Just Finished…City of Bones

imageSo, this is my first book of 2016… I realise that I am about eight years late in giving this series a try, but it has been sat on my bookshelf for ages now and I just randomly plucked it off and started it over Christmas.

Overall, my rating for this would be 4* – up until about two-thirds of the way through, it was probably more of a 3*, but the writing style and ideas behind the world created in The Mortal Instruments held things together for me, when perhaps I wasn’t as invested in the characters or their actual adventure. That might sound like an odd thing to say, but I’ve found that happening with a few books I’ve read lately (including a very long trilogy that I’m just coming to the end of and will review soon).

In terms of the world created, it has a lot of typical YA supernatural elements: wolves, vampires, angels, demons… But, in here they are all in the same ‘world’ for once, rather than split into an angels book, or a vampire-wolf combo, which is interesting. I liked the idea of the city setting as well; seeing the action unravel around various parts of New York was a nice twist for me, with demon clubs and vampire hotels around every corner.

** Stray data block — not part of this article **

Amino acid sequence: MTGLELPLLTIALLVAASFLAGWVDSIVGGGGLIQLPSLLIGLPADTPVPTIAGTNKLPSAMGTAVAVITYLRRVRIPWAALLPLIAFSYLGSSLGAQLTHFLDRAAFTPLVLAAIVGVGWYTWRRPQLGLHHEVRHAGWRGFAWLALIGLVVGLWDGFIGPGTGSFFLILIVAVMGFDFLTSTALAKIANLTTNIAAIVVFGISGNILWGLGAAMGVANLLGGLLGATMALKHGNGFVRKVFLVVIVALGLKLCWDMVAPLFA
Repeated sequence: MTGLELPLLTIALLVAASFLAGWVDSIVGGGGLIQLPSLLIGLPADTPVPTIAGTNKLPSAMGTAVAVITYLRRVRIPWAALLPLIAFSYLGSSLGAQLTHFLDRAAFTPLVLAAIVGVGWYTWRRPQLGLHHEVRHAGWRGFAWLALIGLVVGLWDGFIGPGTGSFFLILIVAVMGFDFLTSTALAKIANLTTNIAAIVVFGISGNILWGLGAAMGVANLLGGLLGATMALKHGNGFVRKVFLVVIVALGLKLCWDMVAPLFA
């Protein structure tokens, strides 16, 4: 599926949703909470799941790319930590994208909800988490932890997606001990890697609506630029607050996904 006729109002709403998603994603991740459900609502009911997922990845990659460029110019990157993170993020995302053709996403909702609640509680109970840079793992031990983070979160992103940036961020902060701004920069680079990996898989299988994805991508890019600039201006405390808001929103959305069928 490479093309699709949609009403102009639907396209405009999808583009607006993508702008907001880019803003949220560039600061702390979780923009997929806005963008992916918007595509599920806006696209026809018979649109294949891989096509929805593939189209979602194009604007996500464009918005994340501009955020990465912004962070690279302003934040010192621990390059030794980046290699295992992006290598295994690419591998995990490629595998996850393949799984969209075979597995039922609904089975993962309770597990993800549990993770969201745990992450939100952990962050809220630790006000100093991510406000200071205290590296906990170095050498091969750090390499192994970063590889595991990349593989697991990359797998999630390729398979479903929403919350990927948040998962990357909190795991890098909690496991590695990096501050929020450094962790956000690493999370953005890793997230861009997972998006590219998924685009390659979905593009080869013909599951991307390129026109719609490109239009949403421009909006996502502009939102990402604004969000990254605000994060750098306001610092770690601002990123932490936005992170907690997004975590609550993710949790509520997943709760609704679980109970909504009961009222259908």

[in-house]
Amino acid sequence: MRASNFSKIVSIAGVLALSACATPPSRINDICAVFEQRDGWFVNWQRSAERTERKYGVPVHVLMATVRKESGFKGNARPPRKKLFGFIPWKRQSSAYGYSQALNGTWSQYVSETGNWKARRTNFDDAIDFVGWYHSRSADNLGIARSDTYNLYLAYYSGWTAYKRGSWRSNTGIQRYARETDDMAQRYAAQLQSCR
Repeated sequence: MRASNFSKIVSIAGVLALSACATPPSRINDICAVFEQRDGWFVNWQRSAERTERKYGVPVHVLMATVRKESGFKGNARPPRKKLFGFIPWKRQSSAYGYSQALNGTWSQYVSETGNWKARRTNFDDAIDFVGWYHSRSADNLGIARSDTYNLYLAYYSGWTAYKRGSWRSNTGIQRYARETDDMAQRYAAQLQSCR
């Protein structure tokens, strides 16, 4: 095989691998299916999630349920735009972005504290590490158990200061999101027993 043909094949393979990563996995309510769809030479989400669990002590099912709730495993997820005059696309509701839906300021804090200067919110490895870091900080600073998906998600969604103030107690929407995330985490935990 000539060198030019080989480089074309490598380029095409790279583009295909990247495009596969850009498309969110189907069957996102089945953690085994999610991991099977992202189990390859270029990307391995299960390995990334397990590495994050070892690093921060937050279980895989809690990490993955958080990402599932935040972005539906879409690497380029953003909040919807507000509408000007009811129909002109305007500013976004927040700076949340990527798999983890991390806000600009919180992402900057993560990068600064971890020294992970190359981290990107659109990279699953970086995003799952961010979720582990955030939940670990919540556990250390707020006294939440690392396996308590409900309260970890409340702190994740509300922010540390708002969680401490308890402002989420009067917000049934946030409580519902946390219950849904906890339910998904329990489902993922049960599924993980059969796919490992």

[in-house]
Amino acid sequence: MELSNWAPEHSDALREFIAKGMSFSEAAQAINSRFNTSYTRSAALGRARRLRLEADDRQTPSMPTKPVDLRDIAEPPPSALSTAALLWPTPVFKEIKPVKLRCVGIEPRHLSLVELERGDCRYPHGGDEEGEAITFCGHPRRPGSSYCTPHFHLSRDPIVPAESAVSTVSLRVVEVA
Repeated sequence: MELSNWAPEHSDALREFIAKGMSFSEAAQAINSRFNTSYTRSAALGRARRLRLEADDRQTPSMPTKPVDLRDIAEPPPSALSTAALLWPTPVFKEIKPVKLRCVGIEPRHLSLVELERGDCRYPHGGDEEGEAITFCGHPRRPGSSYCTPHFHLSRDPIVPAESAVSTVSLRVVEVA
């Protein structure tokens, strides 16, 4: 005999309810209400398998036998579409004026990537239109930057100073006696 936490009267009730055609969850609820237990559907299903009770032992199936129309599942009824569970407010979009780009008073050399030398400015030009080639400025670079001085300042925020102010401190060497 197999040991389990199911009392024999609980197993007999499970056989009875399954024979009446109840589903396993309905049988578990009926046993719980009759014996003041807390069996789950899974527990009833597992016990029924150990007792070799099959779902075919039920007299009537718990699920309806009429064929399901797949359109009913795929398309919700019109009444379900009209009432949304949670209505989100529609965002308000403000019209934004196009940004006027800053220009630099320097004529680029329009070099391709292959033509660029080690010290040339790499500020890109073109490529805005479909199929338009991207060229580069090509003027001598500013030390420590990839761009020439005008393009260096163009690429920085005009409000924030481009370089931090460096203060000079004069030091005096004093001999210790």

The action/pacing wasn’t amazing for me though – I never felt ‘gripped’ by the story and could easily put it down and walk away. I enjoyed the characters and the witty banter was great, but I never really bonded with them. As it stands, I’d read more in the series if the opportunity came up, but as a completed series, ready and waiting for me, I don’t feel the urge or that invested to pick up book two. In honesty, I like the sound of Clare’s second series more and so may give the Infernal Devices a go before I venture further along the paths of shadowhunters and demons…

And for anyone interested, Tony reviewed one of the ‘Infernal Devices’ novels a while ago, you can see his thoughts here:



Tony’s Review: Clockwork Angel by Cassandra Clare



Tessa Gray descends from a boat from New York to Victorian England, expecting to meet her brother, but a very strange and sinister pair of sisters kidnap her instead. Tessa finds herself pulled into a “Downworld” of magic, spells, vampires and demons, as she searches for her brother. Rescued by an organisation calling itself The Enclave, Tessa discovers she’s the focus of some very unwelcome attention, beings that will stop at nothing to possess power she didn’t know she had.